Indeed, as it was shown by 1H1 NMR spectra, HC content (methyl -СН3 and methylene –СН2- groups) decreased from 84.4% in FTO to 73.8 % at UTO of (methane and naphthenic molecules) summarily on 10.6%. Also in UTO appeared 3.21% of polyaromatics. Used oil HC are more branched, because the ratio of spectra line intensities between CH3-C /–C-CH2-C groups sufficiently changed from 0.623 in  FTO to 0.93 in UTO. The results coincide with results of [9].

At the same time, in the work [10] was shown, that after the expenditure of antioxidant “Ionol’ in transformer oil, aging process is accompanying by paramagnetic centers formation, which lead to appearance of asphalt-tar compounds.  Interactions of PC with diamagnetic molecules lead to formation of particles of dimensions 100-10 000 nm in UTO with maximum at 1000 nm (compare to 0.1 to 100 nm colloid structures with maximum at 5.5 nm). This particles become visible and change the color of FTO changed from yellow-green to red in UTO.

Dependences of spin-spin relaxation rates R2 = T2-1 from (tCP)-1 in the range 200-2000 ms are presented at figure 5.

Figure 5.  Dependences of Spin-Spin Relaxation Rates R2 = T2-1 from (tCP)-1 between 1800 Pulses Interval tCP in CPMG-Sequence. Curve 1 (□) – fresh TO for the tCP > 1600 ms, curve 2 () – used TO for the tCP > 1600 ms, curve 3 (■) – fresh TO for the tCP < 1600 ms, horizontal line with points (◊) - fresh TO for the tCP < 1600 ms

According to [11] the dependence for relaxation rate (Т2A)-1 = R2A for protons in one of proton phases must exist the following relation:

(Т2A)-1 = (Т2A0)-1  + РA РB(dw)2 tc  [1- (2te/tCP)th(te/tCP)]              (4)

where (Т2A0)-1 – relaxation rate in the absence of exchange, dw = dA - dB  chemical shifts difference between “A” and ”B” – groups exchanging protons, te - average time of proton “living” in one position - exchange correlation time, and  (te)-1 = (tA)-1 + (tB)-1, where tA and tB times of proton existence in the A and B positions. At tCP V 1600 ms the function th(tCP/2tc) in equation (4) can be neglected, so it transforms to:

R2A = (Т2A)-1 = (Т2A0)-1  + РAРB(dw)2te [1- (2te/tCP)]                       (5)

Or can be rewritten as:

R2A = [R2A0 + РAРB(dw)2te] - РAРB(dw)2te2/tCP                              (6)

Our measurements in the samples at fig.5 show, that in agreement with theory [11], the increase of  relaxation rates R2A (curves 1 for pure TO and 2 for used TO) in both samples at tCP > 1600 ms is observed. For  tcp-1 < 625 (s-1),  tcp > 1600 ms exchange with correlation coefficient  R2 = 0.93 and square mean error S = 0.055 the R2A for FTO and UTO are described by equations:

                                    R2A = 4.52 – 0.00173/tCP                                          (7)

                                    R2A = 1.98 – 4.22×10-5/tCP                                       (8)

Exchange processes are clearly seen at  tcp-1 < 714 (s-1),  tcp > 1400 ms, so we shall calculate  exchange parameters  in this range. For FTO from eq.(5) with R2A0 = 3.25, РAРB = 0.51×0.49 = 0.25  and eq.(6) with R2A0 = 1.37, РAРB = 0.05  we have the which give in FTO for tCP-1 > 625 s-1   te = 5.4×10-3 sec and dw = dA - dB = 0.153 ppm, which can be attributed to exchange between conformations of methylene (-C-CH2-C-) proton chains at dA = 1.4 and 1.25 ppm (1 ppm = 100 Hz) chemical shifts.  For UTO R2A0 = 1.37, РAРB = 0.95×0.05 = 0.0475. So we have 1.37 + 0.0475 (dw)2te = 1.98 and 0.0475(dw)2te2 = 4.22×10-5, from which we obtain calculated te = 6.9×10-5 sec and dw = dA - dB = 4.4 ppm , which can be attributed to the fast exchange between new oxidized components (for instance R2-CH-COOH at dA » 2.6-2.8) and  aromatic protons at dB = 7.1 ppm. This our results on chemical shift positions coincide with results of paper Kupareva, et al [8].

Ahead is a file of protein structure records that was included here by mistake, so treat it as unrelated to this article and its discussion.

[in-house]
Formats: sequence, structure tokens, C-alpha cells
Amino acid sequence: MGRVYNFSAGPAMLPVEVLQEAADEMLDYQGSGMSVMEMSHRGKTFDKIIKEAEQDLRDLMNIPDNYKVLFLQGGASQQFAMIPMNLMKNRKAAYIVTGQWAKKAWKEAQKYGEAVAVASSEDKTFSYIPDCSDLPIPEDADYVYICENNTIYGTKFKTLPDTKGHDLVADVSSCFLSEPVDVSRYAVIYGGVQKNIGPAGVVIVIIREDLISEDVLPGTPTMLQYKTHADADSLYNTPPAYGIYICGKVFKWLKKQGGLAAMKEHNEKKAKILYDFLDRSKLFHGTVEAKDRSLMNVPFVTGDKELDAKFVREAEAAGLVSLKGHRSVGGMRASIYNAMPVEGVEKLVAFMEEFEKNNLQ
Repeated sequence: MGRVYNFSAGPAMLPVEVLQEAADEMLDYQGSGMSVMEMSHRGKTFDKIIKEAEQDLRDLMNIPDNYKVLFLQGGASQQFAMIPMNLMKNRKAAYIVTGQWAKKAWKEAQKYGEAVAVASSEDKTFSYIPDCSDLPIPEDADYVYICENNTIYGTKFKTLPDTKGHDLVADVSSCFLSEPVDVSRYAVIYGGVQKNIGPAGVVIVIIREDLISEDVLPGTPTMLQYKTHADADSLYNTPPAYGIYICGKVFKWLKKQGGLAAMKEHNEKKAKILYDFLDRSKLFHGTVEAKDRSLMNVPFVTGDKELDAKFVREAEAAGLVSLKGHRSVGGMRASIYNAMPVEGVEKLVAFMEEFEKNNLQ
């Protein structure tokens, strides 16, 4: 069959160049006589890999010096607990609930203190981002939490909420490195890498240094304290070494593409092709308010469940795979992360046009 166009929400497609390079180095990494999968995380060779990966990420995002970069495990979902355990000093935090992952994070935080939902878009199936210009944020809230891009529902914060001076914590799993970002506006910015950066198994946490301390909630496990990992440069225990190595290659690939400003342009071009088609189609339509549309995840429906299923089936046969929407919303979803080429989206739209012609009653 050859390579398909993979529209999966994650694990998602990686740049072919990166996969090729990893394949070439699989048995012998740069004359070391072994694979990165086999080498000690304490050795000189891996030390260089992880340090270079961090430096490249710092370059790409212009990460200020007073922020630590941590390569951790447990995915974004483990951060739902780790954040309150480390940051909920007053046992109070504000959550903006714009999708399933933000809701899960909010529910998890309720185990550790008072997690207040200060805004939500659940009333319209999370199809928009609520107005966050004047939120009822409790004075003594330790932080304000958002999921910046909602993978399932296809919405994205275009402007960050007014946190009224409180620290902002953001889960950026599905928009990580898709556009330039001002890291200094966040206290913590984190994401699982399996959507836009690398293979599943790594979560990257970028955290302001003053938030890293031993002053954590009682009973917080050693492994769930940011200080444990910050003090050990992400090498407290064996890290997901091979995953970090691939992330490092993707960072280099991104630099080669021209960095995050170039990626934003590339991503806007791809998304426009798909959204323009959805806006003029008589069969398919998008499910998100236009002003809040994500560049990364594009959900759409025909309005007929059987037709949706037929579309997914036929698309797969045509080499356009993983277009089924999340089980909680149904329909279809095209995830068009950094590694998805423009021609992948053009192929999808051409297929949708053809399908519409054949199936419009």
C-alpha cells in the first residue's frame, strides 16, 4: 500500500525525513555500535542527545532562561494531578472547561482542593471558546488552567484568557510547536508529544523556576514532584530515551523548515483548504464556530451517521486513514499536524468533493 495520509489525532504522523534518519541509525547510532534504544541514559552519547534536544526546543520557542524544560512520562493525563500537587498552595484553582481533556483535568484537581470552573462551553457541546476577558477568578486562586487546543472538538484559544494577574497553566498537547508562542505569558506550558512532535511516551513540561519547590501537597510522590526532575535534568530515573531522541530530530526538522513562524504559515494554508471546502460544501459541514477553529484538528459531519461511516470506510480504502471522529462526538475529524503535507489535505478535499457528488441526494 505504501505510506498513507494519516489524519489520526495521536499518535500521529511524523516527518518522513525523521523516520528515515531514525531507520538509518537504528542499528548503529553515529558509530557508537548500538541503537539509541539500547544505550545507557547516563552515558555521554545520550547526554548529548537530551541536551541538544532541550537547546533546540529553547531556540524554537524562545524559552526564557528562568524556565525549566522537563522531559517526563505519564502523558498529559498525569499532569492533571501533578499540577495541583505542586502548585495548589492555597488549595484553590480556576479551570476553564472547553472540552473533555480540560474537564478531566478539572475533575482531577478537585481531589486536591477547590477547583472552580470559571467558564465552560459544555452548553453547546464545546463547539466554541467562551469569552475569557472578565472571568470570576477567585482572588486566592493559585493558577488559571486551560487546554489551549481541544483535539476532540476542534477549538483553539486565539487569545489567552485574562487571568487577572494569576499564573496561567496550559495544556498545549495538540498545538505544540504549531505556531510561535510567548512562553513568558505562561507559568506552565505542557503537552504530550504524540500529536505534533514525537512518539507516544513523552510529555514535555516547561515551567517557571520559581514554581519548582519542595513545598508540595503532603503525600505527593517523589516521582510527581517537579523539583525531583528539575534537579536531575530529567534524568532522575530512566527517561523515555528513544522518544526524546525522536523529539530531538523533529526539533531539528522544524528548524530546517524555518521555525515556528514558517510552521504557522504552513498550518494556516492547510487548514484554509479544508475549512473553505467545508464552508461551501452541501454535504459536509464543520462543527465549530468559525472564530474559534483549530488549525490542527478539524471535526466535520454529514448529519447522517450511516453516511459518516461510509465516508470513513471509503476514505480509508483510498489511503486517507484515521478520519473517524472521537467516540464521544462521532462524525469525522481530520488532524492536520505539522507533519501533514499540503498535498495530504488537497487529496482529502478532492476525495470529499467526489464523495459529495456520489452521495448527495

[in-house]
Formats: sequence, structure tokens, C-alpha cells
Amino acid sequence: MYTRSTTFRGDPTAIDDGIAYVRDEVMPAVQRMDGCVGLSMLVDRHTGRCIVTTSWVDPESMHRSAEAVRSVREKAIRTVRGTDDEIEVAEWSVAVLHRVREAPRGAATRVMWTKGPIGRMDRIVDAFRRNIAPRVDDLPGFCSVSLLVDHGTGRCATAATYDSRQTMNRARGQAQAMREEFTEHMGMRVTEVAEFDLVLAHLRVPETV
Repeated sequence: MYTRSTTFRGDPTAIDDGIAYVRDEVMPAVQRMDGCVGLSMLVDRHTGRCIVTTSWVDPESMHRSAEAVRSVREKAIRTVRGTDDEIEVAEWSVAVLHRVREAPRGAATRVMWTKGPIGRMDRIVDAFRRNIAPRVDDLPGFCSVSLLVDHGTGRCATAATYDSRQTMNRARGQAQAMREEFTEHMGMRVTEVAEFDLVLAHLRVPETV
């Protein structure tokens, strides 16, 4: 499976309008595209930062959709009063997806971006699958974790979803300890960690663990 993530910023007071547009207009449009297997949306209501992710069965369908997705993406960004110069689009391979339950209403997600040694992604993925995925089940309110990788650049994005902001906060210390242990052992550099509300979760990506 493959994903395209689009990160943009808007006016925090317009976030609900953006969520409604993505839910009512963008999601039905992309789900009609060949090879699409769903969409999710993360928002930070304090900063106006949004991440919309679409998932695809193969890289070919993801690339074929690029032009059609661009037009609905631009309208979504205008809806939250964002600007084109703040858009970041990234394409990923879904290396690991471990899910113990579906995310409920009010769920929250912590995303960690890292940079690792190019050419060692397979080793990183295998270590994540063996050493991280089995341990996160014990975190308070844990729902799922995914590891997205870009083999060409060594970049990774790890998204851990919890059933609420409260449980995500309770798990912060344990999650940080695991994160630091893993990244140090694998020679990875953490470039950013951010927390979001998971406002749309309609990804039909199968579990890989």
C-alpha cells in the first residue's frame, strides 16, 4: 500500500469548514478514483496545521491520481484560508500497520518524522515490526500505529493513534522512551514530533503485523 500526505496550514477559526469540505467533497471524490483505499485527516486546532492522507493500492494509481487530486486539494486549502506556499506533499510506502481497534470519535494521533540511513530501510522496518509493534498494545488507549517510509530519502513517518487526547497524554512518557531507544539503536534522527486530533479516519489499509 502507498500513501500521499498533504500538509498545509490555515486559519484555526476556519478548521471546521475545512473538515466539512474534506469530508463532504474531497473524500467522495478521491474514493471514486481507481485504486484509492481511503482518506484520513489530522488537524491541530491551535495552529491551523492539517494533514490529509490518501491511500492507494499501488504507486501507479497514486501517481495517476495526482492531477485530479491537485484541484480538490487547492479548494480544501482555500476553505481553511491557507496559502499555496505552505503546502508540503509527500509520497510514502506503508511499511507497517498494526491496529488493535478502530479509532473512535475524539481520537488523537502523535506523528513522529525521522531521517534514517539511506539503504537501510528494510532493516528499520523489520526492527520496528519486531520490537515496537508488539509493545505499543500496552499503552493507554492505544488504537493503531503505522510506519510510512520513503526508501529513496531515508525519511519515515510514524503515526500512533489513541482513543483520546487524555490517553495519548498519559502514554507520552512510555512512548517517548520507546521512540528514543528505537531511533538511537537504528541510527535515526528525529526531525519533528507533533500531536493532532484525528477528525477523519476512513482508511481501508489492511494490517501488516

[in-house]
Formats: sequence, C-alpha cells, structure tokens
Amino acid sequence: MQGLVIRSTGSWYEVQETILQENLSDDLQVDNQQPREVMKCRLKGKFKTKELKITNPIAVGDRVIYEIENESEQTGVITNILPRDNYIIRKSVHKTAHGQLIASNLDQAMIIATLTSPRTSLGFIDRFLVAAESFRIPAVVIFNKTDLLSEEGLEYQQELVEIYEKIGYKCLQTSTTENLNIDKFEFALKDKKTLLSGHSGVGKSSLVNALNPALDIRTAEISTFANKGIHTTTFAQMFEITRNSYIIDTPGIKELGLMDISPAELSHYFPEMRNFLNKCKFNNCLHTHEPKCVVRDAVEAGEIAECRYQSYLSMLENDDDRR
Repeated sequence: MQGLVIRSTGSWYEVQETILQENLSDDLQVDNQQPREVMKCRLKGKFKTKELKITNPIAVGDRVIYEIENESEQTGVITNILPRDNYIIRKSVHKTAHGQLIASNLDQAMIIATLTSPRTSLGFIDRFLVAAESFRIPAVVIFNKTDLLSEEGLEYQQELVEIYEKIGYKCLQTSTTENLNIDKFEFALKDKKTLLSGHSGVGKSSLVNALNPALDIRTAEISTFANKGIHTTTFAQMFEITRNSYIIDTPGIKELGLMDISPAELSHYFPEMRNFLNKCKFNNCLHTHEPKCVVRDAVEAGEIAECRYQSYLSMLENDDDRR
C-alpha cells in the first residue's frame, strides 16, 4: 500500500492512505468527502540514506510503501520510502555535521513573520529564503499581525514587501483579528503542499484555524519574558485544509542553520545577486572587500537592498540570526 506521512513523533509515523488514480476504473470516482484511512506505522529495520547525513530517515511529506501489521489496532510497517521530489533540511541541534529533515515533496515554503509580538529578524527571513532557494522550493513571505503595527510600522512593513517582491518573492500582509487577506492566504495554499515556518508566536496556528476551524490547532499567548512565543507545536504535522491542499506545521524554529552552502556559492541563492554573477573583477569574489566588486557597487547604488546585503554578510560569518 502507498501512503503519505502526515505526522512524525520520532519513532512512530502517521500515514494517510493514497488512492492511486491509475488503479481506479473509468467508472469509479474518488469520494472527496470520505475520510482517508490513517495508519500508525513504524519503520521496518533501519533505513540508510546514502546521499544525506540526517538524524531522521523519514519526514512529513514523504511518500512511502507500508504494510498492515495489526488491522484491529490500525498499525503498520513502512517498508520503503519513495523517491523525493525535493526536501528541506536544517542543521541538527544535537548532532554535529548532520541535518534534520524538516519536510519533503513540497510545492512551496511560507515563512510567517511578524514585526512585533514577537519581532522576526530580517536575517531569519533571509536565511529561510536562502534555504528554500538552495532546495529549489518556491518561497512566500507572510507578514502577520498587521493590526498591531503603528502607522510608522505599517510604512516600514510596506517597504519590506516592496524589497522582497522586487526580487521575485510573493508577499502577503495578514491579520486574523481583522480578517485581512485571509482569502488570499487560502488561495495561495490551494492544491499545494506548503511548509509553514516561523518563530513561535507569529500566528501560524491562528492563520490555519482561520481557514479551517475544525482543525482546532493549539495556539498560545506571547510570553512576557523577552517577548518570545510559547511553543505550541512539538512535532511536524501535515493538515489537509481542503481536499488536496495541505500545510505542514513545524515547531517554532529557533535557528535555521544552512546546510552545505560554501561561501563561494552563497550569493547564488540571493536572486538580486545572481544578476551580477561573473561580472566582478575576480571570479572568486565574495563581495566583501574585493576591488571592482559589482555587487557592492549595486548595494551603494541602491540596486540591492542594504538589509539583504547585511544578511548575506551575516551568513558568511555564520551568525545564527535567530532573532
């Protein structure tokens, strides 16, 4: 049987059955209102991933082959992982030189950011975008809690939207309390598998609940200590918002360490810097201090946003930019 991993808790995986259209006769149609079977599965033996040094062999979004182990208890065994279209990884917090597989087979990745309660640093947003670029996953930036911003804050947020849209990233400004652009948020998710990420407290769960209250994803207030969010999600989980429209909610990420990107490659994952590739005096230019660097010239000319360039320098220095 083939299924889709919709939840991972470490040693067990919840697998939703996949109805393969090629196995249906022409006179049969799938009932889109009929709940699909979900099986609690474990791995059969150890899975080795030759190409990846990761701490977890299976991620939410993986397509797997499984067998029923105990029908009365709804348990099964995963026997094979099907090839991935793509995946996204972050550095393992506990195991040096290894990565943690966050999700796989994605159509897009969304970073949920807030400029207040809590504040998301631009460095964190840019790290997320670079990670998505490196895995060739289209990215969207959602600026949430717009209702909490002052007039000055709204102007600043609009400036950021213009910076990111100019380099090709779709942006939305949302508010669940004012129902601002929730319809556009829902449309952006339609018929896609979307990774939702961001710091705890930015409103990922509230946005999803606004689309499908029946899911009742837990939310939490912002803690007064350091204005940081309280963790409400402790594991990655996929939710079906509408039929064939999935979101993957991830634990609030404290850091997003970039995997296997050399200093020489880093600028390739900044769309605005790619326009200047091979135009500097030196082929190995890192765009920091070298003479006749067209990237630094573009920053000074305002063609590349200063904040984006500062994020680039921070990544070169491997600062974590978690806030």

As to relaxation times, according obtained results, we can say, that Т2A = (R2A0)-1 = 307 ms can be attributed to methylene (-C-CH2-C-) proton chains at dA = 1.4-1.25 ppm in FTO. In UTO relaxation times Т2A = (R2A0)-1 = 730 ms can be attributed to R2-CH-COOH groups with dA » 2.6-2.8 (with mean amount РA = 0.51), measured Т2B = 98 ms with mean amount РA = 0.49 can be attributed to aromatic protons at dB = 6.9-7.9 ppm.

So can be made a conclusion that correlations between chemical characteristics of fresh and used oils can be used for optimization and upgrading technology of re-refining UTO by blending with the new additive packages. Can be selected the regulation and type of re-refining  processes taking in consideration molecules in TO, between which exchange takes place.

Conflicts of Interest

There are no conflicts to declare.


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Editorial Information

Article Type

Short Communication

Publication history

Received date: November 18, 2019
Accepted date: November 30, 2019
Published date: December 03, 2019


©2019 Rustem Kashaev S. This is an open-access article distributed under the terms of the Creative Commons Attribution License, which permits unrestricted use, distribution, and reproduction in any medium, provided the original author and source are credited.


Rustem Kashaev S (2019) NMR study of the fresh and used transformer oils. OSP J Nuc Sci 1: JNS-1-107

Corresponding author

Rustem Kashaev S

Dr. of Tech. Sciences, KSPEU, Norway.

E-mail : bhuvaneswari.bibleraaj@uhsm.nhs.uk

Figure 1. Spectra 1Н of the Fresh Oil GК-1

Figure 2. Spectra 1Н of the used Transformer oil GК-1

Figure 3. Part of the NMR-Spectra for Water Line in TO at d = 4.5-4.56 ppm

Figure 4. Part of the NMR-Spectra for Aromatics in TO at d = 6.25-7.5 ppm

Figure 5.  Dependences of Spin-Spin Relaxation Rates R2 = T2-1 from (tCP)-1 between 1800 Pulses Interval tCP in CPMG-Sequence. Curve 1 (□) – fresh TO for the tCP > 1600 ms, curve 2 () – used TO for the tCP > 1600 ms, curve 3 (■) – fresh TO for the tCP < 1600 ms, horizontal line with points (◊) - fresh TO for the tCP < 1600 ms